HELENSBURGH and district members play a major part in the activities of St John Dunbartonshire, the local arm of the Order of St John in Scotland.
The Order has its origins in an 11th century hospital for pilgrims in Jerusalem, and has evolved into a charity caring for people in need through sickness, distress, suffering or danger in over 40 countries.
It is a royal order of chivalry with the Queen as its Sovereign Head, and Prince Richard, the Duke of Gloucester, is the Grand Prior.
While it is part of a growing international organisation, the Order in Scotland, founded in 1947, is a little different. Mention St John to most people and they think of the St John Ambulance, but by dint of a 60 year-old agreement, St John Ambulance leaves this field in Scotland to the St Andrew’s Ambulance Association.
So the Order in Scotland finds other ways to be of service to the community, and local members do it at three different levels.
Internationally, St John in Scotland is, pro rata, one of the biggest supporters of the St John Eye Hospital in Jerusalem, which in 2007 celebrated its 125th anniversary.
Although situated in Jerusalem, it opens its doors to all people of the Holy Land, despite the difficulty the patients, and many of the staff too, have in getting through formidable military checkpoints in the security wall to reach the main hospital.
Because of the political situation in the West Bank and Gaza, the hospital has had to double its outreach work in recent years, and has opened a third permanent clinic in the north of the West Bank — now named the St John Eye Hospital Hebron — in addition to similar facilities in Gaza and Hebron.
It also has mobile clinics, manned by very brave people. Overall, in the last year 83,000 patients were seen and 3,300 operations performed.
The Order in Scotland meets the employment costs of the hospital’s medical director and her support staff, sponsors the hospital library, and in 2008 launched a special appeal to assist the care of the poorest patients in Gaza, where conditions are appalling.
St John in Scotland also contributes to a second significant overseas project, the St John Malawi Primary Health Care Project.
Nationally, the single biggest project in Scotland is enhancing the rescue services, particularly mountain rescue. The Order has provided first specially equipped vehicles and more recently custom-built mountain rescue bases for teams throughout Scotland. In recent years these have included new bases at Arrochar and for the Loch Lomond team at Drymen.
The Order in Scotland helped improve the Luss boathouse of the Loch Lomond rescue boat some years ago, and in 2007 was the major donor to the cost of the latest rescue boat, which was named St John by HRH The Princess Royal.
St John Dunbartonshire raises money for local causes – some 30 have been helped over the years.
It currently supports improving access for disabled people at Mugdock Country Park in Milngavie, buys smaller essentials like radio and ropes for both the Arrochar Mountain Rescue Team and the Loch Lomond Rescue Boat, gives funding to the currently under threat St Margaret of Scotland Hospice at Clydebank, and assists the Acorn Centre one stop shop for children with multiple health problems at the Vale of Leven Hospital.
At the 2009 October open meeting each of these organisations was presented with a cheque for £800, and a further £600 was sent to the hospital in Jerusalem.
The origins of the Order of St John can be traced to an 11th century hospital — the Hospital of St John in Jerusalem. In 1113 the people who administered this hospital were formed into a religious Order. Soon after, they took on military duties and became known as Knights Hospitallers.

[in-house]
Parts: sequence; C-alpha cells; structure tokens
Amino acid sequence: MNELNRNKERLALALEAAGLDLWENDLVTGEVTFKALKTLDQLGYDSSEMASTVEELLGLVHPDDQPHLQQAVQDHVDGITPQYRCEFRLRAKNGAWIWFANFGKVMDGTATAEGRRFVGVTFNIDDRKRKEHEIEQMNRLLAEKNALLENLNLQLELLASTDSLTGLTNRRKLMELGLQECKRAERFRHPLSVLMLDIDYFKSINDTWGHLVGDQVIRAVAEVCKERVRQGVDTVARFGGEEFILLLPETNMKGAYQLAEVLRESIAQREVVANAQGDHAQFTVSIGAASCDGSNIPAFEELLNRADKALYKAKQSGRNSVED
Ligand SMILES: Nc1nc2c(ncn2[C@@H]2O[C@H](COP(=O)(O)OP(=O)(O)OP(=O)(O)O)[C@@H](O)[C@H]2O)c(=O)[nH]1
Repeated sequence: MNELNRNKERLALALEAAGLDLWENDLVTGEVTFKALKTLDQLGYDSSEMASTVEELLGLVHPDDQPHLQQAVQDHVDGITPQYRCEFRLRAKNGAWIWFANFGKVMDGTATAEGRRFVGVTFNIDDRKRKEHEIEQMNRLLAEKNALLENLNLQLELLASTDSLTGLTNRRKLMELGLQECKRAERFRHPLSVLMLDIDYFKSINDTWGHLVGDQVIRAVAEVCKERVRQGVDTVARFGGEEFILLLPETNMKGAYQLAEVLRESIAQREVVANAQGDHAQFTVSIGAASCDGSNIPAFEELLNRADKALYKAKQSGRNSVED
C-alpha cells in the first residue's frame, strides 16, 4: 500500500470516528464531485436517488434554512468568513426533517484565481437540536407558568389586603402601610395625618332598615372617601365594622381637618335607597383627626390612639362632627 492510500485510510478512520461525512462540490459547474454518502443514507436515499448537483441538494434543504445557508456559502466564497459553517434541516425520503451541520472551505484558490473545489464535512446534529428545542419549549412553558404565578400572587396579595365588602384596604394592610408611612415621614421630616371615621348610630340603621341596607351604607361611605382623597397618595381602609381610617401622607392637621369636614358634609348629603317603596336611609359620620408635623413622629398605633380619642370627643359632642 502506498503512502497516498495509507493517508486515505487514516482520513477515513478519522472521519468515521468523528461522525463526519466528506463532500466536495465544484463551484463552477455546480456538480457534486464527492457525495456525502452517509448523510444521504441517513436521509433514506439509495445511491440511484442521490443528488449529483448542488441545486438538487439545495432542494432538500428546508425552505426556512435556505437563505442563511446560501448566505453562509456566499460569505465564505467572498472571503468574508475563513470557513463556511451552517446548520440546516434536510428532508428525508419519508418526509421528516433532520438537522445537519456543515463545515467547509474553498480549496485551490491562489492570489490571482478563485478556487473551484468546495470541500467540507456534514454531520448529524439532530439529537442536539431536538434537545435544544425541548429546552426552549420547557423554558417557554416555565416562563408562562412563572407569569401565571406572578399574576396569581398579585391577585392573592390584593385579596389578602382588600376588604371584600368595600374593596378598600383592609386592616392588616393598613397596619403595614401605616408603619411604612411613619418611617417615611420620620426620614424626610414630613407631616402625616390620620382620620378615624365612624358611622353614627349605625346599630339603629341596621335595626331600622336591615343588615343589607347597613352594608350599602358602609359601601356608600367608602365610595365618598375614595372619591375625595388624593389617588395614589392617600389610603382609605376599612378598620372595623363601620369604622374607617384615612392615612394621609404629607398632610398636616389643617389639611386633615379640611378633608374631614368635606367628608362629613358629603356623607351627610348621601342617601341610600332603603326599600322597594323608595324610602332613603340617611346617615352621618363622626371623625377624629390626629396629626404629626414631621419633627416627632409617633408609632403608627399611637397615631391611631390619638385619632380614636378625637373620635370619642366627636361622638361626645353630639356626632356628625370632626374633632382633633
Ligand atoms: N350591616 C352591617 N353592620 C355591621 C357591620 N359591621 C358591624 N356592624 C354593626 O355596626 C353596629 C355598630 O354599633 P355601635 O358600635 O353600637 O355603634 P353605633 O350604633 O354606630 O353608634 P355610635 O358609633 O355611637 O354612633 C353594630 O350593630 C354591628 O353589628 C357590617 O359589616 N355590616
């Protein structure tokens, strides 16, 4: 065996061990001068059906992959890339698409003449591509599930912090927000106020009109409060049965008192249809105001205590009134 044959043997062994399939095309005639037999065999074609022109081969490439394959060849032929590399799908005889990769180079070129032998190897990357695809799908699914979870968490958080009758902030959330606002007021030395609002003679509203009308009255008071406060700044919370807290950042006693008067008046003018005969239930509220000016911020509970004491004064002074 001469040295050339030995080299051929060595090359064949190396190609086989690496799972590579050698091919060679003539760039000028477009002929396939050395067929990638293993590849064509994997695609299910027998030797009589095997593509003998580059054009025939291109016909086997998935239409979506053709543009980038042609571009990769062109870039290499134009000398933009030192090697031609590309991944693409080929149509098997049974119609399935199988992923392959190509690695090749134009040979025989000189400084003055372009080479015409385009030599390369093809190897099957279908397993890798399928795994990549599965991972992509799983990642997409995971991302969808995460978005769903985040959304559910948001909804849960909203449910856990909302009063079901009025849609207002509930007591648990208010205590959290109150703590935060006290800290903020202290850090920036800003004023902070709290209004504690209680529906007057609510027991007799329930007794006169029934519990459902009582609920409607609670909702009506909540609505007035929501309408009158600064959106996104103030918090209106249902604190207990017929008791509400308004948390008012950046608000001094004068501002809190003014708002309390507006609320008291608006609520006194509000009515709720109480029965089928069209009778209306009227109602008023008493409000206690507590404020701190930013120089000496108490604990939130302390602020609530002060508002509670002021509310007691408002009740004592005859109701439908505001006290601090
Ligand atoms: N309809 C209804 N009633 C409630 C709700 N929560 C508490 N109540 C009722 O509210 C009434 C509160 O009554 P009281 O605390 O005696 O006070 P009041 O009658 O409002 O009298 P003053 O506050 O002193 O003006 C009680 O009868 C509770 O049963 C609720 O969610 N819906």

That Order which exists today is now commonly called the Order of Malta. It recruited members and owned property throughout Western Europe. The first property in Scotland was established at Torphichen in West Lothian. Acquired during the reign of David I, King of Scots (1124-1153), it became, and remained until the 16th century, the Order's administrative centre in Scotland.
Being Roman Catholic, the Order ceased to function in the British Isles at the time of the Reformation.
In the first half of the 19th century a group of people set out to revive the Order of Malta in the United Kingdom and ultimately formed themselves into a separate organisation which they called the Order of St John.
In 1877 they founded the St John Ambulance Association, whose role was to provide training in first aid and similar activities. Ten years later the St John Ambulance Brigade was created, as a uniformed body of trained volunteers to provide first aid cover for the public.
In 1968 it was decided to merge the Ambulance Association and Brigade into "St John Ambulance", to allow closer co-ordination of the two roles of training and public duty. In 1882, as a means of providing for those in need and recognising its origins, the Order opened a hospital in Jerusalem. This was to care for eye disease, prevalent in the Middle East.
At that time, Jerusalem was part of the Ottoman Turkish Empire. In 1888, Queen Victoria made the Order a Royal Order of Chivalry with the monarch as its Sovereign Head. Since then the Grand Prior has always been a member of the Royal Family — currently, HRH The Duke of Gloucester.
A new Lord Prior, Professor Anthony Mellows, succeeded Eric Barry from Canada in 2008, and was formally installed at a ceremony in London. A new Prior of Scotland, Sir Malcolm Ross, succeeded Sir James Stirling of Garden in 2009.
- The pictures show the October 2008 cheque presentation ceremony with (from left) Loch Lomond rescue boat secretary Ian Bisland and coxswain Frank Rogers, Arrochar mountain rescue team leader Mark Leyland, and St John Dunbartonshire vice-chairman Douglas Dow; and Princess Anne naming the Loch Lomond rescue boat. Photos by Donald Fullarton.